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Haifaa Al Mansour‘s critically acclaimed Wadjda — Saudi Arabia’s first entry in the Oscar race for best foreign-language film — did strong business in its North American debut.
The Arabic-language movie breaks ground in two other important ways: It’s the first feature to be shot entirely within the Islamic country as well as the first feature directed by an Saudi female. Wadjda tells the story of a 11-year-old girl who dreams of buying a green bicycle she passes in a store every day on her way to a school.
Wadjda opened to $40,491 from three theaters for a per location average of $13,497. That’s arguably the best showing of the weekend among new limited releases. Sony Pictures Classics is releasing the film domestically.
“We are very proud of this film, which is an authentic representation of our country and our culture and are delighted that the themes and the story of this film has connected with an audience far beyond our borders,” said Sultan Al Bazie, president of the Saudi Society for Culture and Arts, which last week decided to send Wadjda into the Oscar race.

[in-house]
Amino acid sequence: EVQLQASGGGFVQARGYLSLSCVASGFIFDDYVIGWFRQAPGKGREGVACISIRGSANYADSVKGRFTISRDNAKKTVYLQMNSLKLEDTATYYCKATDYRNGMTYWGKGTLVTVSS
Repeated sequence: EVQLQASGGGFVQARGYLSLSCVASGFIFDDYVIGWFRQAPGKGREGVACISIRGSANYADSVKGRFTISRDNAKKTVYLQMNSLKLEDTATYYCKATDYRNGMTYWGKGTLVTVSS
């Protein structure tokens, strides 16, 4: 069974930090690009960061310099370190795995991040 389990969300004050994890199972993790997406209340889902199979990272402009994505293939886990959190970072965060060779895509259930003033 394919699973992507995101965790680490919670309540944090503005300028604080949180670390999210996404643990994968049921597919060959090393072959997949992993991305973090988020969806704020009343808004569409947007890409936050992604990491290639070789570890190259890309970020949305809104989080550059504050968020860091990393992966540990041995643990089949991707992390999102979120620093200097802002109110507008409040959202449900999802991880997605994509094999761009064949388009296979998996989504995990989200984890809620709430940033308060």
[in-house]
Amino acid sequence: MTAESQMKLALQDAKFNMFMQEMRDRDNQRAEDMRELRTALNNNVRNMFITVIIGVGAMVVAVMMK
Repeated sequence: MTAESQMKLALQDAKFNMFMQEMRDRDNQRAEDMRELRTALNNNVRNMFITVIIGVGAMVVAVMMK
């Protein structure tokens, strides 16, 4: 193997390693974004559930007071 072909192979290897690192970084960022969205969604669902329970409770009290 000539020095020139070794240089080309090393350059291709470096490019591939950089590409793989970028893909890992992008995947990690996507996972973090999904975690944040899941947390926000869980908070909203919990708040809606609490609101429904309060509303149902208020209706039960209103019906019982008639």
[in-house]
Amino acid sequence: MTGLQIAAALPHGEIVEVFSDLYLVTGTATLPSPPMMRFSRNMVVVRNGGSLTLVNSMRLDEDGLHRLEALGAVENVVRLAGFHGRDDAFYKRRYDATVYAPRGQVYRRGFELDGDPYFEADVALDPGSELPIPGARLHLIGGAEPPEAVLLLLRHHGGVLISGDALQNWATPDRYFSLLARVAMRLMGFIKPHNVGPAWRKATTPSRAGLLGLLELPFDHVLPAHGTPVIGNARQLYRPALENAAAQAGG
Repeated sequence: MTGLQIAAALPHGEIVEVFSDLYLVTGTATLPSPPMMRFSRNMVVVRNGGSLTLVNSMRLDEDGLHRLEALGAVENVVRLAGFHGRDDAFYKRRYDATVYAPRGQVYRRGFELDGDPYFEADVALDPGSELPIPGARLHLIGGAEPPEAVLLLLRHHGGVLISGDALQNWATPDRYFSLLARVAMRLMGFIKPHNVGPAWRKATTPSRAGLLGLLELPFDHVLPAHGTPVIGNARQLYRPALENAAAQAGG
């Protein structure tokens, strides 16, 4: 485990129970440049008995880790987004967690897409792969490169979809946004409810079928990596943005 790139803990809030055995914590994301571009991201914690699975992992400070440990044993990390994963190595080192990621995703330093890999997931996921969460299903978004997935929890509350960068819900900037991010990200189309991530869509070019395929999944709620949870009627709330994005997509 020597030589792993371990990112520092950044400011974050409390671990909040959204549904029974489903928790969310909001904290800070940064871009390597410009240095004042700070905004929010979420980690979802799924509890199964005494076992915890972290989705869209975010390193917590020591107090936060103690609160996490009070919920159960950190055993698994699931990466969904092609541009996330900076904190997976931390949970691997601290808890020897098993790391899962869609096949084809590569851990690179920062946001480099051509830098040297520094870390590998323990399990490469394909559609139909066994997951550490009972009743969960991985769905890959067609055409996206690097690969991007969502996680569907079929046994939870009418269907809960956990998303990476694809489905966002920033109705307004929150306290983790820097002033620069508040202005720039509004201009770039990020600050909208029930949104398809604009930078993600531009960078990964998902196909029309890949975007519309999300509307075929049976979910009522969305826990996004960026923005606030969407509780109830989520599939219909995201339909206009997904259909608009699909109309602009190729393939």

Elsewhere at the specialty box office, Andrew Dosunmu‘s Mother of George, about Nigerian immigrants living in Brooklyn, brought in $22,456 from one theater. Oscilloscope is distributing the drama, which stars Danai Gurira (The Walking Dead).
Also opening in one location was Alexadre Moor‘s Blue Caprice, about the 2002 sniper shootings in Washington. Starring Isaiah Washington, the movie grossed $15,200.
Jeremy Seifert‘s documentary GMO OMG, about genetically engineered food, opened to $15,121 from one theater in a strong showing for Submarine Deluxe.
The weekend also saw two high-profile flops at the specialty box office — Billy Bob Thornton‘s ensemble drama Jayne Mansfield’s Car and Catherine Hardwicke‘s erotic thriller Plush.
Jayne Mansfield’s Car, distributed in the U.S. by Anchor Bay, grossed $7,400 from 11 theaters for a location average of $673. The cast includes Thornton (who also directed), Robert Duvall, Kevin Bacon and Tippi Hedren.
Plush, headlining Emily Browning as a young singer/songwriter who embarks on a dangerous affair with her guitarist, opened to $3,320 from 10 theaters for a location average of just $337.
Among holdovers, The Weinstein Co.’s documentary Salinger held up well in its second weekend, grossing $45,009 from four theaters for a location average of $11,252 and cume of $158,726.
The Spectacular Now, from A24 Films, hit $5.8 million in its seventh weekend, while Lake Bell‘s In a World crossed $2 million for Roadside Attractions.
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